Humans are social animals and years of evolution have made us more dependent on society. It’s natural for humans to seek validation and acceptance from their peers and surroundings. And when they receive rejection or exclusion, the feeling of hurt is inevitable. But have you ever wondered how exclusion or trauma impacts people, especially the workforce?
Exclusion is one of the most toxic behaviors that are surprisingly common in corporate culture. There is at least one if not many people in a company that treats the people they work with in different manners. CEOs, managers, and colleagues’ behavior in a workplace determines how it runs.
Lack of respect, interruption, dismissal, and disregard of opinions or ideas, etc., corroborates the feeling of exclusion in an employee. A workplace should be a place where every employee’s ideas are valued. And treating everyone equally, regardless of their gender, religion or position must be a priority.
However, the modern workplace has become a spot where stress manifests like nothing else. The workforce does not get the proper treatment they deserve. And many-a-times inclusivity is an option people at higher positions tend to neglect.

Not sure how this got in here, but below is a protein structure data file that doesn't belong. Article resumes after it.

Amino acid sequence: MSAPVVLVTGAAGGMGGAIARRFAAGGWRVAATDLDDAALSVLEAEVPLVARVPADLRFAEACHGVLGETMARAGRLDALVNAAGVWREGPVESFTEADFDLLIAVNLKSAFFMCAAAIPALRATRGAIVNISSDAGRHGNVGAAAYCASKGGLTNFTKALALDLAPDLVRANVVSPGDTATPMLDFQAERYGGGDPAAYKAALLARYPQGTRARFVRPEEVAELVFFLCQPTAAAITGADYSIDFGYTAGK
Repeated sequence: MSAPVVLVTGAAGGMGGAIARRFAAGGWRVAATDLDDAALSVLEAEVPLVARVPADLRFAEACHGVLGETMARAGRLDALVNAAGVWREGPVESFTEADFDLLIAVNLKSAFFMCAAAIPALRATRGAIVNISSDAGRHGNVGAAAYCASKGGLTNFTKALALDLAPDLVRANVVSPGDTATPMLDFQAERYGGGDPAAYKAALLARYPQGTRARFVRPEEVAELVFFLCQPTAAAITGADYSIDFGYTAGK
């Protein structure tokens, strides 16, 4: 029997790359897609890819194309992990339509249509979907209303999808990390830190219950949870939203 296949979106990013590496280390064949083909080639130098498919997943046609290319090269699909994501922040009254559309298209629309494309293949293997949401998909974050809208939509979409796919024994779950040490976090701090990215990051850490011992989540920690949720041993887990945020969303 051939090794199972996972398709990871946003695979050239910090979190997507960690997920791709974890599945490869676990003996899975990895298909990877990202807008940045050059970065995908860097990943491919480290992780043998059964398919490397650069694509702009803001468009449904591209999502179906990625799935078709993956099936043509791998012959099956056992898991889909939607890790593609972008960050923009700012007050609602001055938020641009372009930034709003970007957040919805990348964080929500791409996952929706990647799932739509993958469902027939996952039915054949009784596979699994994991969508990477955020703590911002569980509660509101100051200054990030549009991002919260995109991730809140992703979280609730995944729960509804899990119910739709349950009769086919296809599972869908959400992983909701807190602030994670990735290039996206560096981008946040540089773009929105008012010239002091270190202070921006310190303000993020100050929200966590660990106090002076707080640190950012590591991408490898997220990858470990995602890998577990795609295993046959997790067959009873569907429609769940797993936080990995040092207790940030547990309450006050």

The added pressure of exclusion fuels more negativity into the workforce, impacting their productivity as well as morale. It, as a consequence, develops trauma in employees which affects them in long term.
According to specialists, trauma alters the brain’s alarm system. It also produces an increase in stress hormone activity as well as weakens the area of the brain that communicates the feeling of being alive.
As the exclusionary situations start occurring frequently, the trauma starts taking a more threatening shape. The brain starts registering the person behind these frequent occurrences as “dangerous”. And it treats the experiences they have of the situations as physical injuries. Eventually, the more frequent the exclusions are, the more damaging it becomes. The toxic behavior and environment directly affect employee’s nervous systems. It then shuts down the ability of people to create and innovate.
The best way to make a workplace free of exclusion is to have an inclusive mindset. And for that to happen, one (the employer and people in higher positions) must acknowledge the fact that their behavior is toxic. They also need to understand the damage exclusion puts on the employees as well as the workplace.
Leaders must embrace all the hard work and efforts their employees put into their work. Employees’ mental health plays a vital role in a productive workplace. So, encouraging them rather than pointing fingers and victim-blaming is probably the way to go. Also, boosting their morale through activities works a lot better. Rather than taking credit for all the hard work employees put in, leaders must learn how to provide proper recognition to them.